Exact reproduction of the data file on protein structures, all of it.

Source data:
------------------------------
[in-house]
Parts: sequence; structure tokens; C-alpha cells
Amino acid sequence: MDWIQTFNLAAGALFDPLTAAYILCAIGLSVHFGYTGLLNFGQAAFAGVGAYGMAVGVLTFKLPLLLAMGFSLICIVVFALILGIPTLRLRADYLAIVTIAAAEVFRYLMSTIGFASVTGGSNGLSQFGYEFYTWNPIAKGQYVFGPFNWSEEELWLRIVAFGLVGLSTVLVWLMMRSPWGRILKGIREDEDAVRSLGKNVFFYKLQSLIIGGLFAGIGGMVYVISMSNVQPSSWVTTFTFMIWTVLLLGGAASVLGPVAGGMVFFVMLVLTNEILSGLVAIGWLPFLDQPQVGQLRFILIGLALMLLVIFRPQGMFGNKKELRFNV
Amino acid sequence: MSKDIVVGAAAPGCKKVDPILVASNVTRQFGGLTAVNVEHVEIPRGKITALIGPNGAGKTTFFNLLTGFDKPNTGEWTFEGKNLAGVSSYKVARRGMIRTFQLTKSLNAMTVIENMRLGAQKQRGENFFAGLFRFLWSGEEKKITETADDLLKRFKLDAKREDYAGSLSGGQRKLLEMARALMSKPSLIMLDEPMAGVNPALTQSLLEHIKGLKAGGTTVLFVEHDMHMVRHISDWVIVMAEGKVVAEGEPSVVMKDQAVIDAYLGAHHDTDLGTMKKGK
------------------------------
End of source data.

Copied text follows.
[in-house]
Parts: sequence; structure tokens; C-alpha cells
Amino acid sequence: MDWIQTFNLAAGALFDPLTAAYILCAIGLSVHFGYTGLLNFGQAAFAGVGAYGMAVGVLTFKLPLLLAMGFSLICIVVFALILGIPTLRLRADYLAIVTIAAAEVFRYLMSTIGFASVTGGSNGLSQFGYEFYTWNPIAKGQYVFGPFNWSEEELWLRIVAFGLVGLSTVLVWLMMRSPWGRILKGIREDEDAVRSLGKNVFFYKLQSLIIGGLFAGIGGMVYVISMSNVQPSSWVTTFTFMIWTVLLLGGAASVLGPVAGGMVFFVMLVLTNEILSGLVAIGWLPFLDQPQVGQLRFILIGLALMLLVIFRPQGMFGNKKELRFNV
Amino acid sequence: MSKDIVVGAAAPGCKKVDPILVASNVTRQFGGLTAVNVEHVEIPRGKITALIGPNGAGKTTFFNLLTGFDKPNTGEWTFEGKNLAGVSSYKVARRGMIRTFQLTKSLNAMTVIENMRLGAQKQRGENFFAGLFRFLWSGEEKKITETADDLLKRFKLDAKREDYAGSLSGGQRKLLEMARALMSKPSLIMLDEPMAGVNPALTQSLLEHIKGLKAGGTTVLFVEHDMHMVRHISDWVIVMAEGKVVAEGEPSVVMKDQAVIDAYLGAHHDTDLGTMKKGK